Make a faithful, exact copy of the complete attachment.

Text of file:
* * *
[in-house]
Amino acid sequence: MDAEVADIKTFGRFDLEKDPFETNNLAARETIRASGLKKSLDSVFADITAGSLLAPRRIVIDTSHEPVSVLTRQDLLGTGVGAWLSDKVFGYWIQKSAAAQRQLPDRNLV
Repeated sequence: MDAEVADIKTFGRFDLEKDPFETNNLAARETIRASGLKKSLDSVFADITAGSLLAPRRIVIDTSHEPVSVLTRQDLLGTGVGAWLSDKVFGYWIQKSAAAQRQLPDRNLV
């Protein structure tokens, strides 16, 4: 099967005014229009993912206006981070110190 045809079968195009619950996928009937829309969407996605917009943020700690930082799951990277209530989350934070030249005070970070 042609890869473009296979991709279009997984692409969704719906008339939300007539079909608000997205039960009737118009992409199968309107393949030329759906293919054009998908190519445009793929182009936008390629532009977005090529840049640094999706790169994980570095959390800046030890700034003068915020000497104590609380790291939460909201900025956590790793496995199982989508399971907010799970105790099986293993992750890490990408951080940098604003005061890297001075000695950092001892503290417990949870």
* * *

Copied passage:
[in-house]
Amino acid sequence: MDAEVADIKTFGRFDLEKDPFETNNLAARETIRASGLKKSLDSVFADITAGSLLAPRRIVIDTSHEPVSVLTRQDLLGTGVGAWLSDKVFGYWIQKSAAAQRQLPDRNLV
Repeated sequence: MDAEVADIKTFGRFDLEKDPFETNNLAARETIRASGLKKSLDSVFADITAGSLLAPRRIVIDTSHEPVSVLTRQDLLGTGVGAWLSDKVFGYWIQKSAAAQRQLPDRNLV
């Protein structure tokens, strides 16, 4: 099967005014229009993912206006981070110190 045809079968195009619950996928009937829309969407996605917009943020700690930082799951990277209530989350934070030249005070970070 042609890869473009296979991709279009997984692409969704719906008339939300007539079909608000997205039960009737118009992409199968309107393949030329759906293919054009998908190519445009793929182009936008390629532009977005090529840049640094999706790169994980570095959390800046030890700034003068915020000497104590609380790291939460909201900025956590790793496995199982989508399971907010799970105790099986293993992750890490990408951080940098604003005061890297001075000695950092001892503290417990949870």